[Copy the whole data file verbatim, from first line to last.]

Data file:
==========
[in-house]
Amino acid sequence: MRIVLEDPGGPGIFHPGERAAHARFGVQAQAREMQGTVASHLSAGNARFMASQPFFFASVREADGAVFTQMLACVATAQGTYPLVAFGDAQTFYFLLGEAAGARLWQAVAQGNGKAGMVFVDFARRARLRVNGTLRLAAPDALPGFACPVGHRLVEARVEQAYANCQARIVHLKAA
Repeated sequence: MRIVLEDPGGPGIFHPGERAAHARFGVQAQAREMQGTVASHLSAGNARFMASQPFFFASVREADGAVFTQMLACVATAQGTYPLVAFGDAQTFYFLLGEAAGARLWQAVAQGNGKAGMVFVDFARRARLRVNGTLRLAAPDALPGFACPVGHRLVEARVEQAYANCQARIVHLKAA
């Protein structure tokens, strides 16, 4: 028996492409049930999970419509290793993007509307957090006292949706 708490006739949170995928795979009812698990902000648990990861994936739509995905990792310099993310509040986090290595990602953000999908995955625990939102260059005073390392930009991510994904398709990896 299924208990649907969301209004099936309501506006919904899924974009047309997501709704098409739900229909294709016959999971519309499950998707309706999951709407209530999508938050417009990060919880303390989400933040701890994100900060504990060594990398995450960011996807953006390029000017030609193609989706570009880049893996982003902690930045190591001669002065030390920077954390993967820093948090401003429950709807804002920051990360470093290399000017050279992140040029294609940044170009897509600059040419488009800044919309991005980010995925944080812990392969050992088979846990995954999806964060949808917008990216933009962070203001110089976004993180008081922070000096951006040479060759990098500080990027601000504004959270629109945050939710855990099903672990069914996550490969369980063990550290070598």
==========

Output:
[in-house]
Amino acid sequence: MRIVLEDPGGPGIFHPGERAAHARFGVQAQAREMQGTVASHLSAGNARFMASQPFFFASVREADGAVFTQMLACVATAQGTYPLVAFGDAQTFYFLLGEAAGARLWQAVAQGNGKAGMVFVDFARRARLRVNGTLRLAAPDALPGFACPVGHRLVEARVEQAYANCQARIVHLKAA
Repeated sequence: MRIVLEDPGGPGIFHPGERAAHARFGVQAQAREMQGTVASHLSAGNARFMASQPFFFASVREADGAVFTQMLACVATAQGTYPLVAFGDAQTFYFLLGEAAGARLWQAVAQGNGKAGMVFVDFARRARLRVNGTLRLAAPDALPGFACPVGHRLVEARVEQAYANCQARIVHLKAA
């Protein structure tokens, strides 16, 4: 028996492409049930999970419509290793993007509307957090006292949706 708490006739949170995928795979009812698990902000648990990861994936739509995905990792310099993310509040986090290595990602953000999908995955625990939102260059005073390392930009991510994904398709990896 299924208990649907969301209004099936309501506006919904899924974009047309997501709704098409739900229909294709016959999971519309499950998707309706999951709407209530999508938050417009990060919880303390989400933040701890994100900060504990060594990398995450960011996807953006390029000017030609193609989706570009880049893996982003902690930045190591001669002065030390920077954390993967820093948090401003429950709807804002920051990360470093290399000017050279992140040029294609940044170009897509600059040419488009800044919309991005980010995925944080812990392969050992088979846990995954999806964060949808917008990216933009962070203001110089976004993180008081922070000096951006040479060759990098500080990027601000504004959270629109945050939710855990099903672990069914996550490969369980063990550290070598």